Dr Judith Guedalia

The Higher The Expectation The Bigger The Fall

Dr. Judith Guedalia and Chaim K.

Chaim K. comes into the office and immediately begins to speak, as if our last meeting had never ended.

"Eight years ago, at age 14, I was hit by a car and left a quadriplegic on a respirator with the ability to only control my facial movements. A few years ago someone told my mother about a doctor who maybe could help me improve my condition.   I was waiting for an appointment with all my heart.  Maybe he could help me just improve my situation a little.  After months of waiting, we drove to Tel Aviv and I met the doctor and he checked my whole file.

_option_option_option_option_option_option "Then he called another neurologist and another doctor and then a few more.  They all consulted with each other and looked at me again and again.  Finally the moment I had been praying for, they were going to tell me something life changing.  I visualized my heart doing flips in my chest; my pacemaker was firing like crazy.  This famous doctor, whom I had waited months to see, came into the room, and this is what he said: 'The possibility that something will help your situation or change it, is less than 0%.  The possibility that someone will win the lottery is greater than someone in your situation improving.'
"When I heard this it hit me like a sledgehammer, I was depressed for months; later when I started thinking about it, I tried to understand why I was so disappointed, this wasn't the first time I had heard this same news from doctors.  I have been in this SCI (Spinal Cord Injured) condition for a few years already, why am I so surprised by it?
"I 'posited' (good word Dr. J., huh?) the reason being that I had expected something else.  I expected a miracle worker.  I was waiting, dreaming maybe, there is something, some kind of surgery, anything, that will change my situation.  Because I had built my expectation so high, the crash was so painful.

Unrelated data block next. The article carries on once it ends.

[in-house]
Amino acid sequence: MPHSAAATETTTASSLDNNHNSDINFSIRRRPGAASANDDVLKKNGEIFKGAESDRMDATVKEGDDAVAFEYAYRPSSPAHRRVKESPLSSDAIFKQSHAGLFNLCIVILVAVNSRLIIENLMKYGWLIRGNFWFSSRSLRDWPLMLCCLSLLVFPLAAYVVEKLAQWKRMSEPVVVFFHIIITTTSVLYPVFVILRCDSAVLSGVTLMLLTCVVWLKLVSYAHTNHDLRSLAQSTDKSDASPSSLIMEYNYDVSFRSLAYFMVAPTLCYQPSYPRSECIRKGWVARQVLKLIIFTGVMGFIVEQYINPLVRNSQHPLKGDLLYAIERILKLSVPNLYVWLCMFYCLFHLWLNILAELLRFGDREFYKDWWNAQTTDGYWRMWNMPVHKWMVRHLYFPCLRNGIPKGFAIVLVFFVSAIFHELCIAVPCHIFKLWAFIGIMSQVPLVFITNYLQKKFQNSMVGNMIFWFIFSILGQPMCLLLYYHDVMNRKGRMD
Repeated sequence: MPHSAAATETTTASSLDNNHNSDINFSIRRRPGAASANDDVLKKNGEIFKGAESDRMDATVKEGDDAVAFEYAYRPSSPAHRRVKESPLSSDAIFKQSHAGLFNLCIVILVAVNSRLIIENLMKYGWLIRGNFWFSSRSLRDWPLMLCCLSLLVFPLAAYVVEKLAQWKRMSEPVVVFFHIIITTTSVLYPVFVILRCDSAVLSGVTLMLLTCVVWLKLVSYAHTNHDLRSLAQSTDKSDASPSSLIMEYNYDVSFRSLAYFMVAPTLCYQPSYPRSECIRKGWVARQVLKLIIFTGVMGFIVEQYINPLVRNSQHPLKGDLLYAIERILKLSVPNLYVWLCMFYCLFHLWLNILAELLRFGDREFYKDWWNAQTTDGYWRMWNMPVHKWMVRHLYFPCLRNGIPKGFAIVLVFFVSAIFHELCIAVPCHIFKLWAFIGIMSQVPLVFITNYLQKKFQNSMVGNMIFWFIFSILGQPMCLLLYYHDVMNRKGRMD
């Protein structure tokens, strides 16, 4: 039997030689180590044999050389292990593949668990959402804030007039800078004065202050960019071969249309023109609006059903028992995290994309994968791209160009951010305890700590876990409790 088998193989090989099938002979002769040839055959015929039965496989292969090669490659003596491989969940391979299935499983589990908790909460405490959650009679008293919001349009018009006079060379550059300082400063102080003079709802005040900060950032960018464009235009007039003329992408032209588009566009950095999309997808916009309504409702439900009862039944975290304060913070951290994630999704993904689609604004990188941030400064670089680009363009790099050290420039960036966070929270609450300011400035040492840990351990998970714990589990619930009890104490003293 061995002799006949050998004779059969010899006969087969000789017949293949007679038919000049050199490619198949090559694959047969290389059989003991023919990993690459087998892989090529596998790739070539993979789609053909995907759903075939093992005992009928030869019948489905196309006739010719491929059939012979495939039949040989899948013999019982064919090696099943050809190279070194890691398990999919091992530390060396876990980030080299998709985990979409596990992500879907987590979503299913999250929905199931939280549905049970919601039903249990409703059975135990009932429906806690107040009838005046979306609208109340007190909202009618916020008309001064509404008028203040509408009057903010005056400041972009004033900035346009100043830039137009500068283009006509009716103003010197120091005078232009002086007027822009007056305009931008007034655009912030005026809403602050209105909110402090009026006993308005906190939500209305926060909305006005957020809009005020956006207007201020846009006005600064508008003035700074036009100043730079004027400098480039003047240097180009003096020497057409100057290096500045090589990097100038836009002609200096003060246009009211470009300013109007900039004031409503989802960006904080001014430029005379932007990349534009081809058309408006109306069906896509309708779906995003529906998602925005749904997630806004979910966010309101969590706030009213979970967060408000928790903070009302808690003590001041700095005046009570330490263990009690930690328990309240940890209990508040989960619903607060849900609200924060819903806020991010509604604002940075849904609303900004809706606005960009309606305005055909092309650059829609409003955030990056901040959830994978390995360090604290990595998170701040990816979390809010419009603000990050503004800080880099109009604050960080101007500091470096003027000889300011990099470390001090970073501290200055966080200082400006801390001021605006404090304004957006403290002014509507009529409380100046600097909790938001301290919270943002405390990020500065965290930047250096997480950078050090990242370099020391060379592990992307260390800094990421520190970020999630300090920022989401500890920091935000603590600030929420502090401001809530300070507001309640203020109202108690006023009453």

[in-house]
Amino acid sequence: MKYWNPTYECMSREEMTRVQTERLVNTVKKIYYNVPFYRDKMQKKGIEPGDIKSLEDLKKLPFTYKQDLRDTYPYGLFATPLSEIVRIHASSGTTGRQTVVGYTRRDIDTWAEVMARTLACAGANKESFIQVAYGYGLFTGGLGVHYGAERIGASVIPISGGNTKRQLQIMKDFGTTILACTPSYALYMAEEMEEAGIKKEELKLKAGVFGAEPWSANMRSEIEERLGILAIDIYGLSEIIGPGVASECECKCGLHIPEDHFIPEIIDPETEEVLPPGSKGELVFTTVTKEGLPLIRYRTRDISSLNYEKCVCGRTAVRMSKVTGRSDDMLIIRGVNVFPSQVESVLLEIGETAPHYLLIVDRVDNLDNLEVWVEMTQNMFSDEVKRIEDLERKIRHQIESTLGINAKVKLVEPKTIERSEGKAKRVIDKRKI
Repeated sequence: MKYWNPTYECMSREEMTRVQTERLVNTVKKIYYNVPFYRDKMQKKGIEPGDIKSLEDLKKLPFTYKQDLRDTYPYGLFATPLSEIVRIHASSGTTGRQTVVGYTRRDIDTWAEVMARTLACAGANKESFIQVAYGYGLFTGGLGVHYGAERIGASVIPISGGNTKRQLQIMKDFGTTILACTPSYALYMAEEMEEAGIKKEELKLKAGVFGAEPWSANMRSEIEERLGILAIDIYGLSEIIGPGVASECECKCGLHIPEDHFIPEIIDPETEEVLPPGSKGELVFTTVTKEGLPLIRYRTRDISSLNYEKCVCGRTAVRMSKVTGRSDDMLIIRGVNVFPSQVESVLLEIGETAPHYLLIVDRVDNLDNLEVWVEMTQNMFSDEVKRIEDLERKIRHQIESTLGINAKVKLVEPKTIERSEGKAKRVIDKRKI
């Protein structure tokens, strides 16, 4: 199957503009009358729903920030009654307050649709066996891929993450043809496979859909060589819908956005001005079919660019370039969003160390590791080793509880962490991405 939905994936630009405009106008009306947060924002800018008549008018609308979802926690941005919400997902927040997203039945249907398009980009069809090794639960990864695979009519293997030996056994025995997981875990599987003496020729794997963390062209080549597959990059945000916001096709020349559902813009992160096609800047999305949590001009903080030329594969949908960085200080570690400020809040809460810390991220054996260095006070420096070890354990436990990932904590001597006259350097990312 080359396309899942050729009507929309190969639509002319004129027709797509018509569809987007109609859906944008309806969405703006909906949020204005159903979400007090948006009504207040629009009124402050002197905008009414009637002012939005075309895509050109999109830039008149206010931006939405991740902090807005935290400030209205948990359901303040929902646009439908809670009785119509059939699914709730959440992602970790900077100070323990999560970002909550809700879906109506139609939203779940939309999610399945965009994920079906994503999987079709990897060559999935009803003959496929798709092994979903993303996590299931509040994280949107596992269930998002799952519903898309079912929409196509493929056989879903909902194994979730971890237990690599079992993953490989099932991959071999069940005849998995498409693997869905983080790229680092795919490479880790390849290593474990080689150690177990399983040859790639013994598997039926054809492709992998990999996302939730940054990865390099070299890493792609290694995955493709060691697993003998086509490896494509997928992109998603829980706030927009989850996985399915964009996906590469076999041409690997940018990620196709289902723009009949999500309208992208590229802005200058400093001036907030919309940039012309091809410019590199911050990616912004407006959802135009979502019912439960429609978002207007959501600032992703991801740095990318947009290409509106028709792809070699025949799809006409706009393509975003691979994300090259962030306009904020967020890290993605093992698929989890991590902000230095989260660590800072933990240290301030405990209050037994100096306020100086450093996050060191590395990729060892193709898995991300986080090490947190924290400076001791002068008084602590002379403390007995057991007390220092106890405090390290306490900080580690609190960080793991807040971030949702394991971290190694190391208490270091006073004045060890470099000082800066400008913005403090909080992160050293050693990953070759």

"The story taught me a great lesson; take everything in proportion, even your expectations of something have to be measured with their relationship to reality.
"Let's not confuse expectation and ambition, for example a man who just started working in a big company does not (and shouldn't) expect to become the CEO within a year.  He needs to retain the ambition to achieve his goal; he needs to adjust his expectation to reality.  With hard work it may take him over 20 years or even more to achieve his ultimate goal.
"After this happened, and after I took to heart what I had learned, I now try to take everything in proportion and have 'under-expectations' rather than heightened expectations.  I learned this the hard way.
"So I want to pass this on to you," says Chaim K. "If your expectations aren't high, then the disappointed is less steep.  I'm still disappointed but not to the same extent as THAT time. 
"Expectation can be a great tool in life.  For example, when a person is set up on a blind date, he develops certain hopes, anticipations, and expectations that will come to fruition when he does meet that girl.  He is more anxious and excited to meet her; at the same time he shouldn't expect that she will be THE one."
Smiling Chaim says: "He shouldn't buy a ring or take out a mortgage on a house, for example, yet!"
"Now, Dr. J.," he winks and smiles, "I did my part on this article, you add the psychological and 'other' stuff."  

I agree and disagree at the same time.  "I didn't expect anything else," he says and winks, his arched eyebrow seems to say: "bring it on."